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Toddler clothes nightmare - advice appreciated

(16 Posts)
Zeezeezoo Tue 05-Jan-16 09:58:08

I'm looking for any advice regarding my 2.4 toddler and getting dressed in the morning. I don't know what to do for the best. It started out with reluctance/refusal to wear socks and shoes. Whilst this is still a daily battle, we have made some slow progress on this. She still won't wear anything long sleeved (only T-shirts) as she says they are too tight. Even bigger sizes. trousers she won't put on - saying they are bumpy and tight. This has been about 4 months now. Every morning, we try and keep our cool - up at 6.15am and have to leave the house for 8am for nursery and every morning my husband and I feel fit to burst with the stress. It doesn't seem to be about having choices, as is so often recommended, she'll still choose a pair of jogging bottoms and then when we try and put them on she'll still say no. We've tried being patient, not rushing, consistency, getting cross, taking time out, she just refuses and sometimes (like this morning) we physically pin her down and dress her. This results in (as you can imagine) her in tears, thrashing around, me almost in tears and general stress. She's always been 'spirited' and her toddler tantrums started before 2, but this clothes issues is really getting us down and interfering with 'life' as it just seems to dominate the morning. I've looked online and read things about Autism (Don't think it is this) and sensory issues (maybe - it's just a clothes thing) - but I just can't work out what to do. No one I have spoken to has experienced this before on such a regular basis. Suggestions of 'reward charts or singing' (i've tried) just don't cut the mustard. Our second baby is due at the end of the month and no idea how I'll cope, can't cope as it is. I wonder if anyone has been through this strange clothes issue? or anyone have anything else I can try? I'm relatively relaxed mum and don't care if clothes aren't matching, just want a morning to start off without high tears and this seems to be beating me down. Sorry for long post and thank you in advance.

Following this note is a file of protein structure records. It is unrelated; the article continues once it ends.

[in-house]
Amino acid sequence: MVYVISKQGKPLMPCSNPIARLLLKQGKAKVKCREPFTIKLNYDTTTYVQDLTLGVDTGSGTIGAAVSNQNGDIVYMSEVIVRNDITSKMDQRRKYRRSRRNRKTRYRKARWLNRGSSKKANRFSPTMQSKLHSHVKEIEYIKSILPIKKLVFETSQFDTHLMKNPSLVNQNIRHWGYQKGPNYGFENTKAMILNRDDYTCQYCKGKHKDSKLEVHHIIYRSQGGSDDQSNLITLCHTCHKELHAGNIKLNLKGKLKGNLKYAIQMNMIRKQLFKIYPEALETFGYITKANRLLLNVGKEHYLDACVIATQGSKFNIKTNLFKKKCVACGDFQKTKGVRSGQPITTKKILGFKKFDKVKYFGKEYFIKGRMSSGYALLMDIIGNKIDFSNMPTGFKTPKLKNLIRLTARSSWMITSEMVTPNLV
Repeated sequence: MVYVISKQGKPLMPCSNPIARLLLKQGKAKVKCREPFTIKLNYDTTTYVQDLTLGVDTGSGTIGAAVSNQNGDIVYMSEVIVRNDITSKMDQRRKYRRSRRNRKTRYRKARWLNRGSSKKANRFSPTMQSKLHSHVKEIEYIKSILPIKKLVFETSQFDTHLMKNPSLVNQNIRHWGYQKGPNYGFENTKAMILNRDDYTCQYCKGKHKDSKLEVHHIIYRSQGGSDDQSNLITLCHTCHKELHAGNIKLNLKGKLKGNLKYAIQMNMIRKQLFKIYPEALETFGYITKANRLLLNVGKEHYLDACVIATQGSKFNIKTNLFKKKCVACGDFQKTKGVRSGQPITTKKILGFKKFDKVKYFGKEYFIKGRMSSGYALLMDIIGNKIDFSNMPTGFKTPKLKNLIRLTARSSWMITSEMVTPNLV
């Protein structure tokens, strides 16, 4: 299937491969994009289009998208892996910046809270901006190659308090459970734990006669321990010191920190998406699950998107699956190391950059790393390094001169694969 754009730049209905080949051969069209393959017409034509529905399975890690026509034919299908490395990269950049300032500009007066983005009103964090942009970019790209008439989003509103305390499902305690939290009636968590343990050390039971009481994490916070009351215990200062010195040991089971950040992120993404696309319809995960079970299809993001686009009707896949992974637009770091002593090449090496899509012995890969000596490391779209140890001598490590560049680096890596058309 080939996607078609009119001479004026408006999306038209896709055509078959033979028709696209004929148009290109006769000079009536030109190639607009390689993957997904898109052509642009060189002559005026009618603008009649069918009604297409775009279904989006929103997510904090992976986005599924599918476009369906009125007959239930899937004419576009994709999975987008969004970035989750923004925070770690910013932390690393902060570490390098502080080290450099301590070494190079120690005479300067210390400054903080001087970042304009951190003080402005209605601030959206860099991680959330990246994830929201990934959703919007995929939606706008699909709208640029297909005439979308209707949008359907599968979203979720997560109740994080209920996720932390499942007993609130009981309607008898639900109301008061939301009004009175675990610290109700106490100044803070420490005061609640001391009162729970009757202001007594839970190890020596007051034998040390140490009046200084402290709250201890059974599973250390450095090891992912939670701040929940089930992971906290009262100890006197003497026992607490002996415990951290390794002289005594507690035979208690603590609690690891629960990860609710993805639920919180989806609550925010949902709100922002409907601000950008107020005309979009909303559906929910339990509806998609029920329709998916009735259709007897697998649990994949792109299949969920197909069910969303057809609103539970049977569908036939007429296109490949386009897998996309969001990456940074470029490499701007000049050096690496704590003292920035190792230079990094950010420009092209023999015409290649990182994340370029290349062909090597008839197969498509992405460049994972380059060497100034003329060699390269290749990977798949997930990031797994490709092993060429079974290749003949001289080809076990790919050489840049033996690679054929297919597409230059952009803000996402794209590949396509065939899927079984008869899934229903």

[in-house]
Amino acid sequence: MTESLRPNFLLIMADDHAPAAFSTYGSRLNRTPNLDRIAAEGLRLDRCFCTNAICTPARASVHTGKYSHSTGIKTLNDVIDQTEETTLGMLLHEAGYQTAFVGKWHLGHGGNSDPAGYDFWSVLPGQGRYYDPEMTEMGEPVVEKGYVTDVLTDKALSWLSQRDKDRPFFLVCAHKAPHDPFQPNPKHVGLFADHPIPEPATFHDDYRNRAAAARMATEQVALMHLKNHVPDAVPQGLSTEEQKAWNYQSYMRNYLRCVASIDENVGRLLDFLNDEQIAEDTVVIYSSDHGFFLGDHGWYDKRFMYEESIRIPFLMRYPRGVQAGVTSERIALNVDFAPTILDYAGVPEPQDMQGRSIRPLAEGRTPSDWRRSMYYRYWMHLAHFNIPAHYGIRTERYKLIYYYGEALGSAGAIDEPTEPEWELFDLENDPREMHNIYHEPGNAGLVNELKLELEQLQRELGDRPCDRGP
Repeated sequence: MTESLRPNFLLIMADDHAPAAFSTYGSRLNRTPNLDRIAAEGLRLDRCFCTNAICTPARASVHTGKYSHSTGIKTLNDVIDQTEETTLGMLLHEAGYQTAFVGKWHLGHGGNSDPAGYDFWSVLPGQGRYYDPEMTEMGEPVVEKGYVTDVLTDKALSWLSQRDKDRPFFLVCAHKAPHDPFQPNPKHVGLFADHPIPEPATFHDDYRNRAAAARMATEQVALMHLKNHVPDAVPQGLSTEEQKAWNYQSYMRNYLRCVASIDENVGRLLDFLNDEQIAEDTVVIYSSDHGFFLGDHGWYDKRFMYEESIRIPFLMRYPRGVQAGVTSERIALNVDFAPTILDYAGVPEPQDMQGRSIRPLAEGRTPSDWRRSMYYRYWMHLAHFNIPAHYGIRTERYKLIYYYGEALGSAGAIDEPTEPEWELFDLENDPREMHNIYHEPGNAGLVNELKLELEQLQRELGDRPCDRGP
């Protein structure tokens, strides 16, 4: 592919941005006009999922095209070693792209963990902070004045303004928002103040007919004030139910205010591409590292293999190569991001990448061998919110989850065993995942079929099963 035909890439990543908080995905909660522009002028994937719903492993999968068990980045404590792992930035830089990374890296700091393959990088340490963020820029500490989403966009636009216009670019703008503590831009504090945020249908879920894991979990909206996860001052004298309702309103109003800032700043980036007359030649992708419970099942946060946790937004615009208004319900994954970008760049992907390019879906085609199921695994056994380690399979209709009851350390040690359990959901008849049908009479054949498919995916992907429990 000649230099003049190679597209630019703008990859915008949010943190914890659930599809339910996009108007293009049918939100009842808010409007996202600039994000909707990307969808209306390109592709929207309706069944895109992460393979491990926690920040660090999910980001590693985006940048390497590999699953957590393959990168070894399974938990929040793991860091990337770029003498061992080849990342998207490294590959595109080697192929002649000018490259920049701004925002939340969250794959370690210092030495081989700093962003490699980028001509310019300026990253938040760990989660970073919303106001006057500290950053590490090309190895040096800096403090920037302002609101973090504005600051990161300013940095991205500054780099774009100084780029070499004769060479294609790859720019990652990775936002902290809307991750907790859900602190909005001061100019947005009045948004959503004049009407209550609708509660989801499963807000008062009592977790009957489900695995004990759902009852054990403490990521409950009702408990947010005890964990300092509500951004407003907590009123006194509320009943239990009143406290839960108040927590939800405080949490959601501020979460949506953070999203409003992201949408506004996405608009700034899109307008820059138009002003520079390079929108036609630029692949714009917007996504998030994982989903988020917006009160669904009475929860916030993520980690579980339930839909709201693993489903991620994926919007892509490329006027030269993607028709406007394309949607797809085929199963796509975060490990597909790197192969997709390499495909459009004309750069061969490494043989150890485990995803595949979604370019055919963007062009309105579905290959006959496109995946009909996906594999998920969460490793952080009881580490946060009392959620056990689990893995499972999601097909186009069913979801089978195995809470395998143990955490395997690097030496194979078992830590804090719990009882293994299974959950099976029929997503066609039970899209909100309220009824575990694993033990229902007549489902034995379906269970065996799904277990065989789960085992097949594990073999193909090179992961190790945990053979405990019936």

dementedpixie Tue 05-Jan-16 10:00:35

Would she wear tunics/dresses/dungarees instead of things that dig in at the waist?

GastonsPomPomWrath Tue 05-Jan-16 10:04:07

Will she wear dresses and tights or leggings? Long socks?

Zeezeezoo Tue 05-Jan-16 10:07:25

Seems to be refusal at anything. I've offered up comfy looking wool dresses or a light tunic top but she won't let me get it even near her. Almost fear like...she just says T-shirt and comfy trousers (jogging bottoms) but even these, she can change her mind and say 'too tight' and pulls them off as quick as we put on her.

magicpuppy Tue 05-Jan-16 10:08:35

My dd was the same at that age, in fact it really was the peak time of her issues. She could not tolerate clothes. At home she lived in her underwear most of the time.

As time went on it became obvious that she had issues with other things too though. She was extremely sensitive to noise and was very anxious.

She was eventually diagnosed with sensory processing disorder and had Play Therapy.